The power was definitely off when you measured it, yeah?
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Old 26 May 2017, 18:55   #17
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Yeah the power was off indeed.
It measures 1.90 between 1 and 2
But now that I re-measured between 1 and 6, it gave me the far away 1 which I think means Infinite. I am confused.

[edit]: here's a video of me measuring the resistor pack and the IC. Now it gave 0.10 again!

[ Show youtube player ]

[edit 2] I realize I had a mouse connected to port 1 *facepalm*, I removed it and now measuring between pins 1 and 2 of the pack give 4.7k as expected. 1 and 6 still give 0.10~0.12

Last edited by Akira; 26 May 2017 at 19:22.
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Old 26 May 2017, 19:41   #18
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Ugh, I wish I had the machine in front of me to poke about with. A low reading like that doesn't prove that the resistor pack is at fault unfortunately - if it was, the direction wasn't stuck so there appears to be some other fault. Looks like it could indeed be the multiplexer that's failed after all.
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Old 26 May 2017, 21:43   #19
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Changing it should be easy, i should just do it and see if it fixes it. Thanks for your help so far, I will report back!!

[edit] done, bought 5 pieces of SN74LS157N, will desolder the old one and wait for the new one to come. Should get sockets too so I don't need to deal with that again.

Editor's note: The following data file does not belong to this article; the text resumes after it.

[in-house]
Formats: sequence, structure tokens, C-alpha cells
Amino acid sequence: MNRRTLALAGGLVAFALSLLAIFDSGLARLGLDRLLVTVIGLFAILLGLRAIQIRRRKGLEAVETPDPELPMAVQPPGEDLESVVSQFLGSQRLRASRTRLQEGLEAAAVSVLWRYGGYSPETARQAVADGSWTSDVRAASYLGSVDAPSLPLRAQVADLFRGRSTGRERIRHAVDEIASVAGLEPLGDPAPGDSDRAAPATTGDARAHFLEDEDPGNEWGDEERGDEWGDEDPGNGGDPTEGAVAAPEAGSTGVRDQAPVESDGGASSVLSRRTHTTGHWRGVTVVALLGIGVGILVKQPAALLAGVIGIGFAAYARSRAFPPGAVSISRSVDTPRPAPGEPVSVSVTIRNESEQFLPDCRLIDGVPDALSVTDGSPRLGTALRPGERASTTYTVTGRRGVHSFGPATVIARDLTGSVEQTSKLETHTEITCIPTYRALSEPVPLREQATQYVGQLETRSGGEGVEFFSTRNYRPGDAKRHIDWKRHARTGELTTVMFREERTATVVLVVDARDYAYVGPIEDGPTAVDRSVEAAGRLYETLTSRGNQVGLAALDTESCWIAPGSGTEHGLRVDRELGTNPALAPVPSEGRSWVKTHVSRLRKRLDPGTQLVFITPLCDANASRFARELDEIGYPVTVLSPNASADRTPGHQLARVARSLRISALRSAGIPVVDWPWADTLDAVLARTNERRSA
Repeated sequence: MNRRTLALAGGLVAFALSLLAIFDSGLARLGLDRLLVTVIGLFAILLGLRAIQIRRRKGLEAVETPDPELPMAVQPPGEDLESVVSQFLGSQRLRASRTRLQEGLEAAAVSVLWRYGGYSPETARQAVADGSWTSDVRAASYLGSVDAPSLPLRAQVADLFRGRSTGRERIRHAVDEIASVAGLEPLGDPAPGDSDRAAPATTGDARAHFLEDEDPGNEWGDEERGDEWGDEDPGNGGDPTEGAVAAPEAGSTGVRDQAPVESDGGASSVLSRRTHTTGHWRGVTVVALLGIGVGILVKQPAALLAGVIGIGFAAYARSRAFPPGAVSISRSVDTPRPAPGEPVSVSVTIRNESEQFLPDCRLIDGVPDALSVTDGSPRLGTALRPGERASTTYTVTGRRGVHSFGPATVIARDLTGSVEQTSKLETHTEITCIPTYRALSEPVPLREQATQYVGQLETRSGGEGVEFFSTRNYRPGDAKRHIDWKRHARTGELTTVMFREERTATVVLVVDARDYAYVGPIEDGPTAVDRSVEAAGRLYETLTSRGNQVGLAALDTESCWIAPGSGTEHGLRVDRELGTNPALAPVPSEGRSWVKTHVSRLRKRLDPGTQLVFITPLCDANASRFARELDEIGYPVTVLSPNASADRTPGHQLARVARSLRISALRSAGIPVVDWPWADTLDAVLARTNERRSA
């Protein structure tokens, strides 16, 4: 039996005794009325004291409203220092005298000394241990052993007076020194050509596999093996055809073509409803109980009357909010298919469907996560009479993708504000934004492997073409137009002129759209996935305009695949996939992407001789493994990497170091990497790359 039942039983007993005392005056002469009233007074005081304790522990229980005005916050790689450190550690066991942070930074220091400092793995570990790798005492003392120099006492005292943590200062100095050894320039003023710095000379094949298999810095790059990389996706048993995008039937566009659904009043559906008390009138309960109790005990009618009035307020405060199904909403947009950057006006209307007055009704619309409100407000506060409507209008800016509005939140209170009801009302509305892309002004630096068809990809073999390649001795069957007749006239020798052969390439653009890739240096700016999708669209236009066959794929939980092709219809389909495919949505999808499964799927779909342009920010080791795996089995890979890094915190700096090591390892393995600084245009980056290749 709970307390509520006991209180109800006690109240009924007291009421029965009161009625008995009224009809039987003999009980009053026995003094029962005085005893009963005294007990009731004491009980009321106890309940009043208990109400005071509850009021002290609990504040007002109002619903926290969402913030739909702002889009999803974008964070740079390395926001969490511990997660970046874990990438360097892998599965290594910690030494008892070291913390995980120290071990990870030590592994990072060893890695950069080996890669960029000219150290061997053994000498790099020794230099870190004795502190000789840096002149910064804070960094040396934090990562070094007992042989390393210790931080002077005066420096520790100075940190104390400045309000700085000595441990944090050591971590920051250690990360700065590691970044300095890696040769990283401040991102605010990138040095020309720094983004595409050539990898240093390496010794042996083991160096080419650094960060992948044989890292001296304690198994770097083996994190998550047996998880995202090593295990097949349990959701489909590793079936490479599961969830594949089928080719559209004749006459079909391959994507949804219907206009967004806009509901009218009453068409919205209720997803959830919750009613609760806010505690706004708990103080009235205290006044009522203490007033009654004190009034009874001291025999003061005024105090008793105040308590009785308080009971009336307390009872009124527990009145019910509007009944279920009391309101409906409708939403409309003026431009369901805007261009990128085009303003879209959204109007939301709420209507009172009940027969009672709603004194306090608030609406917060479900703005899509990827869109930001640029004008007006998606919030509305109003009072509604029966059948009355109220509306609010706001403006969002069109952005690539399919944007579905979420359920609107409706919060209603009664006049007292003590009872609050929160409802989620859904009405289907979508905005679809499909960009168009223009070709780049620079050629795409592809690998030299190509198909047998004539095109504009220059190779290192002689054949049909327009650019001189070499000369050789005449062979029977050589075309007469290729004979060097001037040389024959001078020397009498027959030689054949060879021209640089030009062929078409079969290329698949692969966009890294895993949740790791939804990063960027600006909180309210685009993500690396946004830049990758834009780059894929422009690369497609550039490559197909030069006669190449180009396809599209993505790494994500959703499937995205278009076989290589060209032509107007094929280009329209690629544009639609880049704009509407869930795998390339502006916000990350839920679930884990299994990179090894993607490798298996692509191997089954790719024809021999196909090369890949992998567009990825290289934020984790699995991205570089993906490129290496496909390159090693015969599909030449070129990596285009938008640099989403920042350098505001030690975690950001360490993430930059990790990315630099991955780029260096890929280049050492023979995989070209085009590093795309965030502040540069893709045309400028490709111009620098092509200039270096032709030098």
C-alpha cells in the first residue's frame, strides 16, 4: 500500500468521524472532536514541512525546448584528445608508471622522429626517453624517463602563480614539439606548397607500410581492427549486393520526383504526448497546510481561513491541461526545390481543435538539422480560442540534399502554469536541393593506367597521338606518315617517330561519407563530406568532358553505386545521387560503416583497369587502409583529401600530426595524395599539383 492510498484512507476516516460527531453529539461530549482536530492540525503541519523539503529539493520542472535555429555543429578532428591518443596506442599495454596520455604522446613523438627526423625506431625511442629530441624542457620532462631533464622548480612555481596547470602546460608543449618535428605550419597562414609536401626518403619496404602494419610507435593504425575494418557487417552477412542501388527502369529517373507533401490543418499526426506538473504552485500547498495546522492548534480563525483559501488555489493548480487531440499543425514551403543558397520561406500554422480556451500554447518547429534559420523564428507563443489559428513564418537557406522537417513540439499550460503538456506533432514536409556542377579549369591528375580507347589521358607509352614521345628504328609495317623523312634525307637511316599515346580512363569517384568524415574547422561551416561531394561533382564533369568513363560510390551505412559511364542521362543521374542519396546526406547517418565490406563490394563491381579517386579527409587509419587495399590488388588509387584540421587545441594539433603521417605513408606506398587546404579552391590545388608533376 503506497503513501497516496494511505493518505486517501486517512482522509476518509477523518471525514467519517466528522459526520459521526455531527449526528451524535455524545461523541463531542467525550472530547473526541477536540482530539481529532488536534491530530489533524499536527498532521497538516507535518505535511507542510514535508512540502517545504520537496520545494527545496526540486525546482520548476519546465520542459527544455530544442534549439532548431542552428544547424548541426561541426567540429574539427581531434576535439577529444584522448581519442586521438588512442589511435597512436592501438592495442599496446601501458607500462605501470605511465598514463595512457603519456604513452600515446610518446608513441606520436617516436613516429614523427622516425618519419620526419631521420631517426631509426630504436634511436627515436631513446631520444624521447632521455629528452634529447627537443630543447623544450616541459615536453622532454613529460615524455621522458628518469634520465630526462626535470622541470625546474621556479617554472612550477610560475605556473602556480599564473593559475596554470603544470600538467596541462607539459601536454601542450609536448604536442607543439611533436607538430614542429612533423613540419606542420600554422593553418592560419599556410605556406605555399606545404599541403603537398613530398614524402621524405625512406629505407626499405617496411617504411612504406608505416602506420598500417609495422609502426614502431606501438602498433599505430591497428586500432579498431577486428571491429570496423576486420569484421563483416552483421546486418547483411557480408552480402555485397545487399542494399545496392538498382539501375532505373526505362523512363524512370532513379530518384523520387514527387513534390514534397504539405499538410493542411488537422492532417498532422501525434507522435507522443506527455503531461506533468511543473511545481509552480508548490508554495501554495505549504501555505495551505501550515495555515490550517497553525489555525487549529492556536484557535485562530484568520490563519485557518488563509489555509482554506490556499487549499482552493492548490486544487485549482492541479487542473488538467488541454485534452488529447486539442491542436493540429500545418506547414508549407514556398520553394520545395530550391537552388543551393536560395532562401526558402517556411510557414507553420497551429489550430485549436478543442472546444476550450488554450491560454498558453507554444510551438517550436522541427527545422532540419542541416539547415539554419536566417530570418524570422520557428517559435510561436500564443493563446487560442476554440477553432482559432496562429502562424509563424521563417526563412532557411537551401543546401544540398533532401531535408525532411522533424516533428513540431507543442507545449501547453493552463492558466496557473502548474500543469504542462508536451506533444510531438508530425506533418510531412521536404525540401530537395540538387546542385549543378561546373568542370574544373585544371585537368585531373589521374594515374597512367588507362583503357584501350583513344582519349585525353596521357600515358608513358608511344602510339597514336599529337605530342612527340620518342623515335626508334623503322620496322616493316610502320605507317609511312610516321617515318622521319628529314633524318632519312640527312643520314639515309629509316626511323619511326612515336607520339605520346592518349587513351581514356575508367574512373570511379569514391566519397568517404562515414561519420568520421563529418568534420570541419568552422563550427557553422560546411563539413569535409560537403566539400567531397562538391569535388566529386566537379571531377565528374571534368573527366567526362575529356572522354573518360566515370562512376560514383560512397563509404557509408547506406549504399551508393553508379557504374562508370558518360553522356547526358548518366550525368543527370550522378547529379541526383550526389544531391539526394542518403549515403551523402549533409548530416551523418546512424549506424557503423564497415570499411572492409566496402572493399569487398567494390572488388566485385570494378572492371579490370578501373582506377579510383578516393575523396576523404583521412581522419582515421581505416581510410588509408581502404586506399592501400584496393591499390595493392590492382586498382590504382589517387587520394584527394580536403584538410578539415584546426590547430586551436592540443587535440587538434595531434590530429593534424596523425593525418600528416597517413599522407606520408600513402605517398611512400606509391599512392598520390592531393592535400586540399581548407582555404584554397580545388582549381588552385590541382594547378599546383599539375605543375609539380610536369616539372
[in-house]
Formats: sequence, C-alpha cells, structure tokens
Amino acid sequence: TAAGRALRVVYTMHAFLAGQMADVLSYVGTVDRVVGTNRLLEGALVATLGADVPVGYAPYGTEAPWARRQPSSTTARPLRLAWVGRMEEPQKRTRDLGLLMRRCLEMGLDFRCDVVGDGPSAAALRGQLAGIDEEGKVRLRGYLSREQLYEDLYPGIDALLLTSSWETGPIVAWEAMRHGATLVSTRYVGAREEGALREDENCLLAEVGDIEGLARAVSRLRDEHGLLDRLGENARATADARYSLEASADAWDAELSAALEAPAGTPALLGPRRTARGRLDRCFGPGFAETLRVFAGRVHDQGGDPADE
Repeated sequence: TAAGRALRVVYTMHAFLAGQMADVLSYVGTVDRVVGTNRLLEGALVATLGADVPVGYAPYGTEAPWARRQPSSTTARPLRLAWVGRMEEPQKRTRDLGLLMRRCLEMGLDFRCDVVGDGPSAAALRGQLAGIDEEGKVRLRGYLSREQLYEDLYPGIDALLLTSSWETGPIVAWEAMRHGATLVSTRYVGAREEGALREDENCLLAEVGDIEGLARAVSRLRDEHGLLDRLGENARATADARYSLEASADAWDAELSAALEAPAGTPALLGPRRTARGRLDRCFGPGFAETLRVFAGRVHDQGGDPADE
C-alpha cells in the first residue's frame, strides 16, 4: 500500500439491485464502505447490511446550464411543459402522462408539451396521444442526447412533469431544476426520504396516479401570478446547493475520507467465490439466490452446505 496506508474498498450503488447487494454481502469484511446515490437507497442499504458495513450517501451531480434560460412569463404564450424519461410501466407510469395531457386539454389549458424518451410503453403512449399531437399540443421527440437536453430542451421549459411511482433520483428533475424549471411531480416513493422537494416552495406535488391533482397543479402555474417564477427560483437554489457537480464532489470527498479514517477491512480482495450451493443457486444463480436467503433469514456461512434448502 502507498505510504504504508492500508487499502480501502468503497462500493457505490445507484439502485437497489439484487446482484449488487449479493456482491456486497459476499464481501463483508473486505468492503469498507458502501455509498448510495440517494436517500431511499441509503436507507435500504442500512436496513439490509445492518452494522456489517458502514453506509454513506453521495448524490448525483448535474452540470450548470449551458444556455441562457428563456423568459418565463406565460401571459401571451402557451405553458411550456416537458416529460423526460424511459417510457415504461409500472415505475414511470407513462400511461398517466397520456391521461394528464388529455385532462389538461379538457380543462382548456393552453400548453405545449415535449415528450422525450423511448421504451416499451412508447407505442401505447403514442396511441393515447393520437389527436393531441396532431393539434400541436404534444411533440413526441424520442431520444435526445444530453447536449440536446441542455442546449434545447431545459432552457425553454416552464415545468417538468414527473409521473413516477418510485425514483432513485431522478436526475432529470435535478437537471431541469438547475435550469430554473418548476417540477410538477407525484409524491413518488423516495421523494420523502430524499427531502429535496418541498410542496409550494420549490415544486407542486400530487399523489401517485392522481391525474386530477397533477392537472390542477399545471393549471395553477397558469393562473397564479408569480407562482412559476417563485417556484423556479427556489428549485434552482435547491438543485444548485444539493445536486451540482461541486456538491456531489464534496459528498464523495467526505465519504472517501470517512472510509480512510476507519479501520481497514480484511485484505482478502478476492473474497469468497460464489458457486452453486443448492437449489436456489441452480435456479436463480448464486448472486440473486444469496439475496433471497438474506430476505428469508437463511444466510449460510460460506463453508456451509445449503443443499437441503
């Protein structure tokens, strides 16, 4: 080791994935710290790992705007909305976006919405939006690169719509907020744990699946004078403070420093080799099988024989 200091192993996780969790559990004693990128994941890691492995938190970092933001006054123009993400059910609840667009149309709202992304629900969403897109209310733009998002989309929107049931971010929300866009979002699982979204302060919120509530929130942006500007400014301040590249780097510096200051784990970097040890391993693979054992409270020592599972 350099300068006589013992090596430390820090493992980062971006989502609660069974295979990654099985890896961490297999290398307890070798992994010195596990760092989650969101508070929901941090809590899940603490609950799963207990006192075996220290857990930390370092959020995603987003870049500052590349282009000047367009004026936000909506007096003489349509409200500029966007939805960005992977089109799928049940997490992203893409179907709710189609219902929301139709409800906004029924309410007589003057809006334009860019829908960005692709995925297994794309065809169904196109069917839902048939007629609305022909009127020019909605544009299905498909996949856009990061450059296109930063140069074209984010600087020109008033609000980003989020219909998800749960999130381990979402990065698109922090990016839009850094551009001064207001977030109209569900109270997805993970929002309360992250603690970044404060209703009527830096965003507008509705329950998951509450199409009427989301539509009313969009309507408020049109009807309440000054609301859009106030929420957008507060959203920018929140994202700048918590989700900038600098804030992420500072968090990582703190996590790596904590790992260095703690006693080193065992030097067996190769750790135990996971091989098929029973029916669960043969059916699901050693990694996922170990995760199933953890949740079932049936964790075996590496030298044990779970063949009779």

[edit2 ] figured it out, it's DIL16/PDIP-16 sockets

Last edited by Akira; 26 May 2017 at 23:22.
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Old 02 June 2017, 22:48   #20
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Well that was a shit-show of a desoldering . Why was it SO HARD to remove this component? This should have been an easy job!

While trying to remove the thing, I broke C15
I can't read the tiny bitsy number on it so I have no idea what to replace it with.
This seems to be a key fucking component and all, listed on page 9 of the schematics: http://www.amigawiki.de/dnl/schematics/A500_R6.pdf

I don't know what it is doing but it's connected to the 68000 so I take it my Amiga is as dead as it could be for the time being.

So the schematics say 0.33 pico farrad, is there anything else I need to look for?
It looks exactly like this: www.ebay.com/itm/152072835341
Would other types work, like this one? www.ebay.com/itm/171995362926

[edit] I think the capacitor says:
A5E
104

Z

but I can't be sure.

Last edited by Akira; 02 June 2017 at 22:55.